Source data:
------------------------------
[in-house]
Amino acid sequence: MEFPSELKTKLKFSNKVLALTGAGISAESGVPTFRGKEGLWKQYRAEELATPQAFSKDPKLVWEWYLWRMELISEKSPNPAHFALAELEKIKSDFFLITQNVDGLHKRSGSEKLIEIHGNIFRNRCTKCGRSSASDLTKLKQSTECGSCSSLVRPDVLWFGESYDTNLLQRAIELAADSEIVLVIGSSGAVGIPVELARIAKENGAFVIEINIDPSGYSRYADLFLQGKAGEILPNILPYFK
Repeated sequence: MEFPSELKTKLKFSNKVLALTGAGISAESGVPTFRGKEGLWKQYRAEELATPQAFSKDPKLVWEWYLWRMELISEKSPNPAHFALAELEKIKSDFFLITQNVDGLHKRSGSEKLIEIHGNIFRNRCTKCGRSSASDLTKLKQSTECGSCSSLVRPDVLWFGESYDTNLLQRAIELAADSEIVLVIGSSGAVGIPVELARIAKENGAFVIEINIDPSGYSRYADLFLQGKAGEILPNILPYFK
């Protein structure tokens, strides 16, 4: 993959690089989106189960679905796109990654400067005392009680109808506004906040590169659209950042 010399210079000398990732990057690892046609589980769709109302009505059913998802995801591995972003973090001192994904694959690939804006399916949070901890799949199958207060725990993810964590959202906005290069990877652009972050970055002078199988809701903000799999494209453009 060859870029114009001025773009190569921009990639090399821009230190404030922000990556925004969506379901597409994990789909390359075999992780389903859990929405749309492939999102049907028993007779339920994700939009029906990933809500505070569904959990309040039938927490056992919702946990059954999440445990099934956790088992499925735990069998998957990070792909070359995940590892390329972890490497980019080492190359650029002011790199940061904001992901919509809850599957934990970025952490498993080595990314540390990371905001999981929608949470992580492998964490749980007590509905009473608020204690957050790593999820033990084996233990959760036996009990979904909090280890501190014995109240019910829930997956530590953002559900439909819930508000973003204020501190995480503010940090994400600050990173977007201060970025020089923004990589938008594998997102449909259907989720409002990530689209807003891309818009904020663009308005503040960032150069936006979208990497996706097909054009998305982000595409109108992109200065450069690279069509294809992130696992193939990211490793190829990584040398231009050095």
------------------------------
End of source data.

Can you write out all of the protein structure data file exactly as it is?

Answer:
[in-house]
Amino acid sequence: MEFPSELKTKLKFSNKVLALTGAGISAESGVPTFRGKEGLWKQYRAEELATPQAFSKDPKLVWEWYLWRMELISEKSPNPAHFALAELEKIKSDFFLITQNVDGLHKRSGSEKLIEIHGNIFRNRCTKCGRSSASDLTKLKQSTECGSCSSLVRPDVLWFGESYDTNLLQRAIELAADSEIVLVIGSSGAVGIPVELARIAKENGAFVIEINIDPSGYSRYADLFLQGKAGEILPNILPYFK
Repeated sequence: MEFPSELKTKLKFSNKVLALTGAGISAESGVPTFRGKEGLWKQYRAEELATPQAFSKDPKLVWEWYLWRMELISEKSPNPAHFALAELEKIKSDFFLITQNVDGLHKRSGSEKLIEIHGNIFRNRCTKCGRSSASDLTKLKQSTECGSCSSLVRPDVLWFGESYDTNLLQRAIELAADSEIVLVIGSSGAVGIPVELARIAKENGAFVIEINIDPSGYSRYADLFLQGKAGEILPNILPYFK
């Protein structure tokens, strides 16, 4: 993959690089989106189960679905796109990654400067005392009680109808506004906040590169659209950042 010399210079000398990732990057690892046609589980769709109302009505059913998802995801591995972003973090001192994904694959690939804006399916949070901890799949199958207060725990993810964590959202906005290069990877652009972050970055002078199988809701903000799999494209453009 060859870029114009001025773009190569921009990639090399821009230190404030922000990556925004969506379901597409994990789909390359075999992780389903859990929405749309492939999102049907028993007779339920994700939009029906990933809500505070569904959990309040039938927490056992919702946990059954999440445990099934956790088992499925735990069998998957990070792909070359995940590892390329972890490497980019080492190359650029002011790199940061904001992901919509809850599957934990970025952490498993080595990314540390990371905001999981929608949470992580492998964490749980007590509905009473608020204690957050790593999820033990084996233990959760036996009990979904909090280890501190014995109240019910829930997956530590953002559900439909819930508000973003204020501190995480503010940090994400600050990173977007201060970025020089923004990589938008594998997102449909259907989720409002990530689209807003891309818009904020663009308005503040960032150069936006979208990497996706097909054009998305982000595409109108992109200065450069690279069509294809992130696992193939990211490793190829990584040398231009050095």